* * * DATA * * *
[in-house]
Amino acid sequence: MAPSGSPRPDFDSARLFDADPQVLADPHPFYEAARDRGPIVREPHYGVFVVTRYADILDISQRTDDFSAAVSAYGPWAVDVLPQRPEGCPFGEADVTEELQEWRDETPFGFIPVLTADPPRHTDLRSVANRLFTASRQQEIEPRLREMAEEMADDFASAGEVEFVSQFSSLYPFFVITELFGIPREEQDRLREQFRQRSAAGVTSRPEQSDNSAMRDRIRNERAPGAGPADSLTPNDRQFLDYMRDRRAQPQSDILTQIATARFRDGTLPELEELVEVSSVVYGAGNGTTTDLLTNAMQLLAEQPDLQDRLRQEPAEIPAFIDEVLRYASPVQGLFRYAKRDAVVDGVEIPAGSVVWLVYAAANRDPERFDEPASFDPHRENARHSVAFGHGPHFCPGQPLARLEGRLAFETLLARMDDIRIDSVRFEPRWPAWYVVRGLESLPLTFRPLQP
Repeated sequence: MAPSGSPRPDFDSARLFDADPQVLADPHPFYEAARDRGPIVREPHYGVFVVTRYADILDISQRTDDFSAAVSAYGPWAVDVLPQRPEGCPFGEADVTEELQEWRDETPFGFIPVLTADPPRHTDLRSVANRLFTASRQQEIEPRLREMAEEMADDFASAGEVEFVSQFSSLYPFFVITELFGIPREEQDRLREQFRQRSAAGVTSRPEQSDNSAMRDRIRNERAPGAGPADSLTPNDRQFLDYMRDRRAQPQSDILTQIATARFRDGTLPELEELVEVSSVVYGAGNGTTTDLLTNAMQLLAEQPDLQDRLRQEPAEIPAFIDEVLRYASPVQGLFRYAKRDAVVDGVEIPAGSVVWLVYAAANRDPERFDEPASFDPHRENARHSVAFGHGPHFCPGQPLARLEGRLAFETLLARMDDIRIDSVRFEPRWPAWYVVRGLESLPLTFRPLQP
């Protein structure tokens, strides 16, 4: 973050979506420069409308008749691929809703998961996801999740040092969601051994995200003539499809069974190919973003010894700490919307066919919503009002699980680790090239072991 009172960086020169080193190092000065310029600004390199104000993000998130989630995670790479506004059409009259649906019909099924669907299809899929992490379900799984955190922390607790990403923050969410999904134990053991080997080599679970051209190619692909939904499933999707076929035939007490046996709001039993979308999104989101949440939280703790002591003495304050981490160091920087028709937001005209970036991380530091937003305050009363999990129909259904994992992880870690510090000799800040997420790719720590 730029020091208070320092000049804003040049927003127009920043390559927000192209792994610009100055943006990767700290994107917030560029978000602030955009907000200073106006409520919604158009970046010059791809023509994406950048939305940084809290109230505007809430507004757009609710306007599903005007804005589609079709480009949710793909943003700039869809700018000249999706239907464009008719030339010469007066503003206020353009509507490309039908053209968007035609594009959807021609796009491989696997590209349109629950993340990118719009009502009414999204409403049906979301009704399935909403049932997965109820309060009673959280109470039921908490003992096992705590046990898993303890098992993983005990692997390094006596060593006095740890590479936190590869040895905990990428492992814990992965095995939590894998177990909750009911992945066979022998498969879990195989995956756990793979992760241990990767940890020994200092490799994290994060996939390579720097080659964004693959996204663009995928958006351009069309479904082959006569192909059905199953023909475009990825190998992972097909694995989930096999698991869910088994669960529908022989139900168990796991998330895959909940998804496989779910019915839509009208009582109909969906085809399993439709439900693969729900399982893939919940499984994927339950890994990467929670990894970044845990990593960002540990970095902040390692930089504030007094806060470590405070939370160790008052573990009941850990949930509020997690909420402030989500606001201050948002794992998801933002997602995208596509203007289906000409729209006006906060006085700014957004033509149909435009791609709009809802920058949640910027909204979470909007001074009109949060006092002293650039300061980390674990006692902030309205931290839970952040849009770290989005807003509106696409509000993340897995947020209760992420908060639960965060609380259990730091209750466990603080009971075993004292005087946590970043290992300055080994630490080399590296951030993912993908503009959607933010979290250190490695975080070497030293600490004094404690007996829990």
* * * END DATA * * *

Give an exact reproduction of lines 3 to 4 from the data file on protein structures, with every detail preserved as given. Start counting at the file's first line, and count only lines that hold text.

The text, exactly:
Repeated sequence: MAPSGSPRPDFDSARLFDADPQVLADPHPFYEAARDRGPIVREPHYGVFVVTRYADILDISQRTDDFSAAVSAYGPWAVDVLPQRPEGCPFGEADVTEELQEWRDETPFGFIPVLTADPPRHTDLRSVANRLFTASRQQEIEPRLREMAEEMADDFASAGEVEFVSQFSSLYPFFVITELFGIPREEQDRLREQFRQRSAAGVTSRPEQSDNSAMRDRIRNERAPGAGPADSLTPNDRQFLDYMRDRRAQPQSDILTQIATARFRDGTLPELEELVEVSSVVYGAGNGTTTDLLTNAMQLLAEQPDLQDRLRQEPAEIPAFIDEVLRYASPVQGLFRYAKRDAVVDGVEIPAGSVVWLVYAAANRDPERFDEPASFDPHRENARHSVAFGHGPHFCPGQPLARLEGRLAFETLLARMDDIRIDSVRFEPRWPAWYVVRGLESLPLTFRPLQP
């Protein structure tokens, strides 16, 4: 973050979506420069409308008749691929809703998961996801999740040092969601051994995200003539499809069974190919973003010894700490919307066919919503009002699980680790090239072991 009172960086020169080193190092000065310029600004390199104000993000998130989630995670790479506004059409009259649906019909099924669907299809899929992490379900799984955190922390607790990403923050969410999904134990053991080997080599679970051209190619692909939904499933999707076929035939007490046996709001039993979308999104989101949440939280703790002591003495304050981490160091920087028709937001005209970036991380530091937003305050009363999990129909259904994992992880870690510090000799800040997420790719720590 730029020091208070320092000049804003040049927003127009920043390559927000192209792994610009100055943006990767700290994107917030560029978000602030955009907000200073106006409520919604158009970046010059791809023509994406950048939305940084809290109230505007809430507004757009609710306007599903005007804005589609079709480009949710793909943003700039869809700018000249999706239907464009008719030339010469007066503003206020353009509507490309039908053209968007035609594009959807021609796009491989696997590209349109629950993340990118719009009502009414999204409403049906979301009704399935909403049932997965109820309060009673959280109470039921908490003992096992705590046990898993303890098992993983005990692997390094006596060593006095740890590479936190590869040895905990990428492992814990992965095995939590894998177990909750009911992945066979022998498969879990195989995956756990793979992760241990990767940890020994200092490799994290994060996939390579720097080659964004693959996204663009995928958006351009069309479904082959006569192909059905199953023909475009990825190998992972097909694995989930096999698991869910088994669960529908022989139900168990796991998330895959909940998804496989779910019915839509009208009582109909969906085809399993439709439900693969729900399982893939919940499984994927339950890994990467929670990894970044845990990593960002540990970095902040390692930089504030007094806060470590405070939370160790008052573990009941850990949930509020997690909420402030989500606001201050948002794992998801933002997602995208596509203007289906000409729209006006906060006085700014957004033509149909435009791609709009809802920058949640910027909204979470909007001074009109949060006092002293650039300061980390674990006692902030309205931290839970952040849009770290989005807003509106696409509000993340897995947020209760992420908060639960965060609380259990730091209750466990603080009971075993004292005087946590970043290992300055080994630490080399590296951030993912993908503009959607933010979290250190490695975080070497030293600490004094404690007996829990």